A CNBC reporter since 1990, Bob Pisani has covered Wall Street and the stock market for nearly 20 years. Pisani covered the real estate market for CNBC from 1990-1995, then moved on to cover corporate management issues before becoming Stocks Correspondent in 1997.
In addition to covering the global stock market, he also covers initial public offerings (IPOs), exchange-traded funds (ETFs) and financial market structure for CNBC.
In 2013, he won Third Place in the National Headliner Awards in the Business and Consumer Reporting category for his documentary on the diamond business, "The Diamond Rush."
In 2014, Pisani was honored with a Recognition Award from the Market Technicians Association for "steadfast efforts to integrate technical analysis into financial decision making, journalism and reporting."
Prior to joining CNBC, Pisani co-authored "Investing in Land: How to Be a Successful Developer." He and his father taught a course in real estate development at the Wharton School of Business at the University of Pennsylvania from 1987-1992. Pisani learned the real estate business from his father, Ralph Pisani, a retired real estate developer.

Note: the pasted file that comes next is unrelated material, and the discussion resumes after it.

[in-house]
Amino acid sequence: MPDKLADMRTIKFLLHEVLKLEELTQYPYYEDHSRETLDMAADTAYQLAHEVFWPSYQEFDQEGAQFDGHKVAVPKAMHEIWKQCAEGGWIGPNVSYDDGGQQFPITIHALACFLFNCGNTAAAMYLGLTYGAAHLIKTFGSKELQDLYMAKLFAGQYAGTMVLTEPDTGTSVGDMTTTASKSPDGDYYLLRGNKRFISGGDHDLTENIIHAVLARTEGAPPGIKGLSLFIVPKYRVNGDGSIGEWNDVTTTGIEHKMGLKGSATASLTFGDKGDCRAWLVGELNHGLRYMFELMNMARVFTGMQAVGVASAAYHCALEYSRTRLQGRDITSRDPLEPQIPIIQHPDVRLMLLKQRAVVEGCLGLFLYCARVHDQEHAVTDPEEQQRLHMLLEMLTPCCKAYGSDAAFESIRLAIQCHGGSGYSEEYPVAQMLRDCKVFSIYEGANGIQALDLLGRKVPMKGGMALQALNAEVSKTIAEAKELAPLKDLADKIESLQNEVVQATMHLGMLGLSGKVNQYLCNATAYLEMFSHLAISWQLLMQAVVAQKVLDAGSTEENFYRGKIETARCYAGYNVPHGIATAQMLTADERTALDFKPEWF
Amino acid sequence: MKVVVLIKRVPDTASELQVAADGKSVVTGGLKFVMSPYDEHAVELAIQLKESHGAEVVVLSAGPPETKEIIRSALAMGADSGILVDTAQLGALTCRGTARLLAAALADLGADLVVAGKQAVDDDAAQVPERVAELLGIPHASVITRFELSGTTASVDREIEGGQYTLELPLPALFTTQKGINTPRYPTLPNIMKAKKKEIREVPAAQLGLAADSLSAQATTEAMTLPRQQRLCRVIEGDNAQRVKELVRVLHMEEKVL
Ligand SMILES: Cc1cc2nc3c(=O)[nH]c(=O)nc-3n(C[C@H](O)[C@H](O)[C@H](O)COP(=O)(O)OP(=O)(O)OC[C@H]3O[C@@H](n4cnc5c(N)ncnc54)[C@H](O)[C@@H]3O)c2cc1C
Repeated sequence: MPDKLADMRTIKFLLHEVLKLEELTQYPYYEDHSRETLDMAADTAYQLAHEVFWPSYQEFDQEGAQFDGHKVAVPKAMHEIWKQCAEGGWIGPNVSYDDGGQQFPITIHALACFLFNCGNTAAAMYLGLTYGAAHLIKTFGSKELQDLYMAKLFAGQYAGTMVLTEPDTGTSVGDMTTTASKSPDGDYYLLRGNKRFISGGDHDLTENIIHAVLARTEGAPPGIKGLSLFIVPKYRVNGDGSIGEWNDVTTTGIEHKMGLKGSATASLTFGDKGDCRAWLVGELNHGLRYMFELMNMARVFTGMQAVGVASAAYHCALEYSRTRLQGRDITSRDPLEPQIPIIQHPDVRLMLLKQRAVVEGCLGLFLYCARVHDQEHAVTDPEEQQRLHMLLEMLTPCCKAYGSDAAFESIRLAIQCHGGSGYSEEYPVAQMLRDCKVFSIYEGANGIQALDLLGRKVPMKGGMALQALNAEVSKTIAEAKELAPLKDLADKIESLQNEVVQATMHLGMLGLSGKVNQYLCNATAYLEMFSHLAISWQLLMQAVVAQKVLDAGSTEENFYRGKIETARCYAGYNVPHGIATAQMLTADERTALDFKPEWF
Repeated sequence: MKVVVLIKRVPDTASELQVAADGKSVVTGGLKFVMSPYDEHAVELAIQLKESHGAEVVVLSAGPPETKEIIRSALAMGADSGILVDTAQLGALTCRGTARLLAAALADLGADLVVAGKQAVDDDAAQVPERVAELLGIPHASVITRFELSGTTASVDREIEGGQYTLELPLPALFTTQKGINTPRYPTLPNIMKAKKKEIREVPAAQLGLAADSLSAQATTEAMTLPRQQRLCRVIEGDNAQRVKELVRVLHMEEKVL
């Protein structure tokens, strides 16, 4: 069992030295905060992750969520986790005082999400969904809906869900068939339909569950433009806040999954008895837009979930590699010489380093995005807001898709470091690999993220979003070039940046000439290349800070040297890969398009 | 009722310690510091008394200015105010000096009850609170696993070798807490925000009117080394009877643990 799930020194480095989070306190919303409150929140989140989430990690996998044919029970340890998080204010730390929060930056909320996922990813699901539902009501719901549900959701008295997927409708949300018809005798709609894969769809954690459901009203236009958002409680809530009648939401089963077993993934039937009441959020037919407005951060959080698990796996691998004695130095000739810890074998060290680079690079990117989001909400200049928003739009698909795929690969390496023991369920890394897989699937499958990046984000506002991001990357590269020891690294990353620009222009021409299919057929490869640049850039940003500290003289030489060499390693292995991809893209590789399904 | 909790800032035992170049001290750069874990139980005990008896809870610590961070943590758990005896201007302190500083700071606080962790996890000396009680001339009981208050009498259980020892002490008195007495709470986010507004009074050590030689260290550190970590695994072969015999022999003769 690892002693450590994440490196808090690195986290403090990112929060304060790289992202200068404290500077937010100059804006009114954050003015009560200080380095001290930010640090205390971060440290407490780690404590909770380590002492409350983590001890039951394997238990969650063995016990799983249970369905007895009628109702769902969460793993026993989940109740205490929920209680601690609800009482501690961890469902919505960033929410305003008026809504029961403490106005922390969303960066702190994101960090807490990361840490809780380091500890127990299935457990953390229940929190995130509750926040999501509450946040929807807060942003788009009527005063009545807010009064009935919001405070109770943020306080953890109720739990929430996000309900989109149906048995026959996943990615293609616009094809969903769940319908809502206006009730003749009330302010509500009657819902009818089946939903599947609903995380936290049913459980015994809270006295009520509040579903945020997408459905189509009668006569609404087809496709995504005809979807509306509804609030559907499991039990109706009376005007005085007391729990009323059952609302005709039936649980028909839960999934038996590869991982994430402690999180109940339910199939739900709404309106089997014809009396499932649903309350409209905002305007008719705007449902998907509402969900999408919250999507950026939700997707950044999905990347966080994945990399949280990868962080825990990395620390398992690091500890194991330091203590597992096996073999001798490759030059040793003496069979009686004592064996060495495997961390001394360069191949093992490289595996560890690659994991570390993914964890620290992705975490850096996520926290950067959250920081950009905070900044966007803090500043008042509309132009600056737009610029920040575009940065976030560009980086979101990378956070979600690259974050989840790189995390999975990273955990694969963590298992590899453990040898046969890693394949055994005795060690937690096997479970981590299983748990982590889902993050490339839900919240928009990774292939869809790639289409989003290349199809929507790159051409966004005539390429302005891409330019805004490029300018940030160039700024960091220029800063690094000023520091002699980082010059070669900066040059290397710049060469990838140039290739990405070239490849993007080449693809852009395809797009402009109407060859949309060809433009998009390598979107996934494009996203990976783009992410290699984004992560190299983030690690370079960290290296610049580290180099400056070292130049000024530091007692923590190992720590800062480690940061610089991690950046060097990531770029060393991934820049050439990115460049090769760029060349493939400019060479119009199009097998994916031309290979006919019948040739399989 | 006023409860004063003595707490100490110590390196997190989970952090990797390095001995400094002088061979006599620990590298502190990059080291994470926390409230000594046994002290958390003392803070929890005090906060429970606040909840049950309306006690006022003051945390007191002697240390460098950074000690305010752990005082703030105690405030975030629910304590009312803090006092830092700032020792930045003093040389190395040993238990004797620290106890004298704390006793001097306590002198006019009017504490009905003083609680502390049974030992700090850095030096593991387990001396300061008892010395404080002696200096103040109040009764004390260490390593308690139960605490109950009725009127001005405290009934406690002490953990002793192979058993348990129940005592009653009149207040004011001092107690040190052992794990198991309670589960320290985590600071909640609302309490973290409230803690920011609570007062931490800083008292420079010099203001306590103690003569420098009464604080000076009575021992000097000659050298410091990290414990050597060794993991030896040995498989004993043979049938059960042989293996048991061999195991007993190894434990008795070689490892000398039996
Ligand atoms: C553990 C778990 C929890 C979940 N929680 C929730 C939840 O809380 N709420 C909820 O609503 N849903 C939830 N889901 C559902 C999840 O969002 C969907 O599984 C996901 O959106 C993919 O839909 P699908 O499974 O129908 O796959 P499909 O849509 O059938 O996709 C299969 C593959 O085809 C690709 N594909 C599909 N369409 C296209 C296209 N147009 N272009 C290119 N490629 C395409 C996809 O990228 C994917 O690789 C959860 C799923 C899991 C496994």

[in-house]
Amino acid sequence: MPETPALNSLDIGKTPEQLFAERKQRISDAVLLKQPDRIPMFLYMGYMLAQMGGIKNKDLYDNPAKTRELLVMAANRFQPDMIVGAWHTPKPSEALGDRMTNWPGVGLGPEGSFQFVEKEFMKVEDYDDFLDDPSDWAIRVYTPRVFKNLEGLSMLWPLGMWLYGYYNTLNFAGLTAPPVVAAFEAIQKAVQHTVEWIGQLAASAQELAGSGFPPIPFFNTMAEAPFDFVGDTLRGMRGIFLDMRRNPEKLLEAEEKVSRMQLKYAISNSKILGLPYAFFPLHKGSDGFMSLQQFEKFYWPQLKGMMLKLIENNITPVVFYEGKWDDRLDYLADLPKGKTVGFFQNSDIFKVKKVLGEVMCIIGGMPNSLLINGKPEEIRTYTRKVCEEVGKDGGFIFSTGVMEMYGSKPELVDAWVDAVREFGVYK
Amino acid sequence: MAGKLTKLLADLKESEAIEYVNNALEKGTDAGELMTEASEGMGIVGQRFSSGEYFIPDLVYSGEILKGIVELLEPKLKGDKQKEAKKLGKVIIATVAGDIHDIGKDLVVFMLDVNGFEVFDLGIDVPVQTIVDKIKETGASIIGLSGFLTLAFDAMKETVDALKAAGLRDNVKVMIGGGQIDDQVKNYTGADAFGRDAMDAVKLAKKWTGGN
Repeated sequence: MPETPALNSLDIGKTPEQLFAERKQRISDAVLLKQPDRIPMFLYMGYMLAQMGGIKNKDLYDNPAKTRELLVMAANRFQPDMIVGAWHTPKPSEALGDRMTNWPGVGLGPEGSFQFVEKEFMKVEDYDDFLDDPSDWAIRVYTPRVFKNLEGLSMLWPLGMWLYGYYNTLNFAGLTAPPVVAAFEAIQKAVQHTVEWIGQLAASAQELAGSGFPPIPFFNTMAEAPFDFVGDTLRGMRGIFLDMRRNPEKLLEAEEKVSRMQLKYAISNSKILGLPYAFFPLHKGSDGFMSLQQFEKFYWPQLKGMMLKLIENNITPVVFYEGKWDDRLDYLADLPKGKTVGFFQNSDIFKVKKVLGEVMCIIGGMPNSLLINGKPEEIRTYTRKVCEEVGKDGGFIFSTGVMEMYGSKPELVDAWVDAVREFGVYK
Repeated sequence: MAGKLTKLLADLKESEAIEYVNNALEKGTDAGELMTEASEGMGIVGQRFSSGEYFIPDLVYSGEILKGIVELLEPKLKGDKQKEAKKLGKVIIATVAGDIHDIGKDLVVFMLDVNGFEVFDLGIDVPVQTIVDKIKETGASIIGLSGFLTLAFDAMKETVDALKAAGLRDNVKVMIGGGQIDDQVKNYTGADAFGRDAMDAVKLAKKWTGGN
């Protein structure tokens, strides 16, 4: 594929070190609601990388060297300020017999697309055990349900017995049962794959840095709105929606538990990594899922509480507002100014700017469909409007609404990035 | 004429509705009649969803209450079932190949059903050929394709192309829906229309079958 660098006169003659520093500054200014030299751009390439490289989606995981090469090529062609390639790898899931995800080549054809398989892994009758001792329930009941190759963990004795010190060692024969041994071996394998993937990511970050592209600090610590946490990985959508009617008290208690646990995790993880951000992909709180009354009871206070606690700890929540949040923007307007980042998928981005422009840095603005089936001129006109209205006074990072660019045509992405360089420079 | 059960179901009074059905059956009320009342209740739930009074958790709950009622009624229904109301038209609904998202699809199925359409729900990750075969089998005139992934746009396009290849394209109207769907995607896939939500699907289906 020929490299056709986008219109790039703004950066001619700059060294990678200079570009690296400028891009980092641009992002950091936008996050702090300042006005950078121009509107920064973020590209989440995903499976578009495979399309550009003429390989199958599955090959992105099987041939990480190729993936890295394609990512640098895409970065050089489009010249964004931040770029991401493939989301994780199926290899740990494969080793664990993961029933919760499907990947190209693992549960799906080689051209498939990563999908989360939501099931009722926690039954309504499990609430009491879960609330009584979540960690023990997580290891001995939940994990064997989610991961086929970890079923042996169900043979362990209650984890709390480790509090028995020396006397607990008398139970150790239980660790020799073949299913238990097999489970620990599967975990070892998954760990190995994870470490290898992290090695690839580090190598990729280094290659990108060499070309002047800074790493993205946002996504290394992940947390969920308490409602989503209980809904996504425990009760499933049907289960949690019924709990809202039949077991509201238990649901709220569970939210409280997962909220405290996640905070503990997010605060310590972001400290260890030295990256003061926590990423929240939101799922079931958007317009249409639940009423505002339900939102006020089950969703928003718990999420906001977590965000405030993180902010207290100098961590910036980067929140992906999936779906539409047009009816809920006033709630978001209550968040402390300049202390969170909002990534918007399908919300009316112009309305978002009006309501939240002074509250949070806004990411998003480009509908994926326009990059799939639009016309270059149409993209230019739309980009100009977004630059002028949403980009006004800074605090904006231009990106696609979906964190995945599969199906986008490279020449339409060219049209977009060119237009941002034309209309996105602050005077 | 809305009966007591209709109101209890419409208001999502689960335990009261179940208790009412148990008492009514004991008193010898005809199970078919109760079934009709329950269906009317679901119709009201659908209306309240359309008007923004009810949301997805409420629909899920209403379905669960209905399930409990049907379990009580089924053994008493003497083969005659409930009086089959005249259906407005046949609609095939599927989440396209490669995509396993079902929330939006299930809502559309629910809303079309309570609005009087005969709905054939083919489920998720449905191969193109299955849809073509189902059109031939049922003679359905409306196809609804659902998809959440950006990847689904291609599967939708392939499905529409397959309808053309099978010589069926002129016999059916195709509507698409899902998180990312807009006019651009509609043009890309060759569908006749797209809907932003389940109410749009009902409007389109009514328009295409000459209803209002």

Follow Bob Pisani on Twitter @BobPisani.
Here are two fairly reliable patterns that play out in earnings season.
Earnings growth is very modest for the fourth quarter, and topline is still just above flatlining; the outlook will likely be cautious for the first quarter.
Here's the simple facts: last year was good for dividends. Total cash payout for the S&P 500 was up 18 percent. A little over 400 of the 500 companies in the S&P (80 percent) paid a dividend. That's the good news. Now the bad news...
I'm not saying getting a deal (however small) is not worth something, but I think the fact that this is the first trading day of the year is an equally important factor.
The Trump agenda may be a bit more iffy, but it is certainly not dead, and the trading community still believes that some kind of tax cut is coming.
First quarter earnings are now expected to rise 10.4 percent from last year.
If the House vote fails, that's a clear negative for the markets and would lower the chances for tax reform.
While the S&P 500 is only 2 percent off its recent historic highs, other sectors are already in correction territory.
Learning to invest on Goldman Sachs' risk arbitrage desk, made famous by leader Robert Rubin, was once seen as a fast track to fortune.
As policymakers battle over Trump's economic initiatives, they won't have to worry about the U.S. becoming a deadbeat.
Snap shares soared Monday after several Wall Street analysts initiated coverage on the stock, including a "buy" rating from Goldman Sachs.